Dec. 6, 2005
Federal Government Withholds Information About Nearly One Million Workers – Close to Half the Total Civilian Workforce
Withholding Violates Both Law and Longstanding Practice
No Explanation Provided for Secrecy
WASHINGTON, D.C. – The federal government is unlawfully withholding information it normally provides the public about approximately 900,000 of its civilian employees, including employees working for such agencies as the Environmental Protection Agency (EPA), the Occupational Safety and Health Administration (OSHA) and the Federal Emergency Management Agency (FEMA), according to a suit filed yesterday in the U.S. District Court for the Northern District of New York.
The lawsuit, brought by the co-directors of the Transactional Records Access Clearinghouse (TRAC) against the Office of Personnel Management (OPM), charges that the agency violated the Freedom of Information Act by failing to provide requested information. Further, the agency didn’t even explain the grounds under which it is withholding information about employees working in more than 250 federal agencies.
The government first began providing the American people detailed information about all its employees in a register published almost 200 years ago. The first name in the first register, authorized by Congress in 1816, was President James Madison.
The current massive and unexplained withholding of personnel information came after a routine request made by TRAC under the Freedom of Information Act (FOIA) in October 2004 for the names and work stations of most civilian employees working for the government in the second quarter of 2004. This information, which had been regularly provided to TRAC for many years, is an essential component of a university-based project that since 1989 has been providing the American people, reporters, public interest groups and others with comprehensive information about the operations of the federal government. In this case, however, after a lengthy delay, the government withheld information about 40 percent of its civilian employees.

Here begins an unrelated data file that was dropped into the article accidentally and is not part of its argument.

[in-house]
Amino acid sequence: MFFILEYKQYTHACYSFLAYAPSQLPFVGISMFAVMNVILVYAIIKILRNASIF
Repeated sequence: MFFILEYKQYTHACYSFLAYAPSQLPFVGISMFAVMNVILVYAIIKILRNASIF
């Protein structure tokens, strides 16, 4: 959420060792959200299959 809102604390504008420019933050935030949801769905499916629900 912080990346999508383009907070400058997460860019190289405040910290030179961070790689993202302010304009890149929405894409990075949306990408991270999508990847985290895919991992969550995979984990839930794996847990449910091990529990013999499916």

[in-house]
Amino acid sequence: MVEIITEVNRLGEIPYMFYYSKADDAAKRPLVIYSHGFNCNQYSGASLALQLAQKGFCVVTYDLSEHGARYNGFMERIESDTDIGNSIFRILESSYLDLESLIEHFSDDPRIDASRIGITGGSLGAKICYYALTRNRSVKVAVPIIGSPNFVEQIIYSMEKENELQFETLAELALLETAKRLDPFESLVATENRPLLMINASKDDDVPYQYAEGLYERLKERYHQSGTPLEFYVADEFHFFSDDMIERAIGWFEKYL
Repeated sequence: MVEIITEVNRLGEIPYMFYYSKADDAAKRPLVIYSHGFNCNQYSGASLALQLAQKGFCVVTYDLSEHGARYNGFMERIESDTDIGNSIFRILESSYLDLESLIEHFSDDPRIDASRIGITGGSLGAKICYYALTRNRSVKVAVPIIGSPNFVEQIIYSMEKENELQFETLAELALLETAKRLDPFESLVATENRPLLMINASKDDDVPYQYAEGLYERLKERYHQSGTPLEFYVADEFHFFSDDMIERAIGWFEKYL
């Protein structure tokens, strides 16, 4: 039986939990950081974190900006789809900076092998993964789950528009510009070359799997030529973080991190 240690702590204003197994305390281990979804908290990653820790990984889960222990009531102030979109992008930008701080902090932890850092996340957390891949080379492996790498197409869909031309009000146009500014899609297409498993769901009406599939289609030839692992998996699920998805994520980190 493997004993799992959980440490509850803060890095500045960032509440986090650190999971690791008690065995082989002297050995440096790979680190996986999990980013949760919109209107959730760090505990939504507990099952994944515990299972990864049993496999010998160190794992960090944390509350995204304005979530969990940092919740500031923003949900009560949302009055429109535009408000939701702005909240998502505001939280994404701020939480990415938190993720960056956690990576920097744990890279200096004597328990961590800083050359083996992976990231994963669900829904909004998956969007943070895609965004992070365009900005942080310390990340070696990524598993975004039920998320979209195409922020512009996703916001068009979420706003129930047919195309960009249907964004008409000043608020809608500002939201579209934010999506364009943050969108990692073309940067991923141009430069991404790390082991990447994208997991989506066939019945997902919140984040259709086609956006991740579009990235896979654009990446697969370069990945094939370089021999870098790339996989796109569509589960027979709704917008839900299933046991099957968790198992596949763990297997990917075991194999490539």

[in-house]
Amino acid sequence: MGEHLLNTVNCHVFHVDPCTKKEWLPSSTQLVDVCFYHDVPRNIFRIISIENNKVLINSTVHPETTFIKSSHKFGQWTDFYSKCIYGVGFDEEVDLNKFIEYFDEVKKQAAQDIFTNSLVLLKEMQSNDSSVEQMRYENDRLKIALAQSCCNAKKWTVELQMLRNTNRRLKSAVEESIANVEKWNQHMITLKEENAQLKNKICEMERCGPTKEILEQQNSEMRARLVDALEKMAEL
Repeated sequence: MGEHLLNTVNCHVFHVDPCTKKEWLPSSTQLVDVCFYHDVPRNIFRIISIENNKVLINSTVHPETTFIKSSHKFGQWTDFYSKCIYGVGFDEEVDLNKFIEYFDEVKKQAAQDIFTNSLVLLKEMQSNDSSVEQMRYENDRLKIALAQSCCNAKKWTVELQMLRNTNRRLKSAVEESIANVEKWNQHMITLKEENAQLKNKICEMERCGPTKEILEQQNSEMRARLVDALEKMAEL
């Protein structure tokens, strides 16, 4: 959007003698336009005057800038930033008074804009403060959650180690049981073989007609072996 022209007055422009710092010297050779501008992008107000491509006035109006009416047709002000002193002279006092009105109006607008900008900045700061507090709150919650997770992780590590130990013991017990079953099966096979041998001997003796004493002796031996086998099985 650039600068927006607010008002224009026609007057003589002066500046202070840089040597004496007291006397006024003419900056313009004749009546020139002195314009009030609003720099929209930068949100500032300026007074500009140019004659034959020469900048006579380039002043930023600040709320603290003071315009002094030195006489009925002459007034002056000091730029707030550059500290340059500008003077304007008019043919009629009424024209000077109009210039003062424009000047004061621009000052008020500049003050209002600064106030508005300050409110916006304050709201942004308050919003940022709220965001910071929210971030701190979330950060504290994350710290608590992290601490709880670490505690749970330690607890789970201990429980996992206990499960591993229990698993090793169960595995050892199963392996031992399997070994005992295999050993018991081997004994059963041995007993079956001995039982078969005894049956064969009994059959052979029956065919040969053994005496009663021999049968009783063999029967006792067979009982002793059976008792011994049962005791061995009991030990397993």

“Secret governors are incompatible with a free government,” said David Burnham and Susan Long, co-directors of TRAC, in a February 2 letter to OPM. “Basic information about the employees who carry out the day-to-day actions of government is critical for meaningful public oversight.”
Names of government employees and information about their worksites are frequently used by reporters and government watchdog groups to ferret out fraud, waste and other problems. For instance, the Union of Concerned Scientists and Public Employees for Environmental Responsibility recently used names from TRAC’s database to conduct a survey of U.S. Fish and Wildlife Service employees that found many of the scientists believed political intervention in their research was pervasive.
Similarly, a Rhode Island reporter some years ago compared a list of bus drivers in Providence against court records to find out which drivers had been convicted of drunk driving. Recently, reporters covering the aftermath of Hurricane Katrina needed employee names and their worksites to learn which FEMA officials were assigned to Louisiana and Mississippi.
In response to the October 2004 records request, OPM told TRAC it was reviewing its policy on disclosure of information about employees. Silence ensued. On Feb. 2, TRAC submitted a records request for documents relating to the policy review. In a Feb. 3 e-mail, OPM responded that TRAC’s outstanding FOIA requests were being processed and would be fulfilled according to a “newly implemented data release policy.” The next day, TRAC asked for a copy of that policy but still hasn’t received it. Also on Feb. 4, TRAC submitted a records request for additional quarterly personnel files.
Finally, on April 15, OPM released some of the requested information but excluded all information about civilian employees of the Department of Defense and the names and work stations of employees with about 250 different agencies. OPM also has not yet provided information about the review that it said led to its decision to reverse the longstanding policy of releasing this personnel information.
Adina Rosenbaum, the Public Citizen attorney who is representing Burnham and Long, said, “Citizens have a right to know who is working for the government. The fact that the government is refusing to release this data and refusing to tell us why is untenable.”
To read a copy of the lawsuit, click here.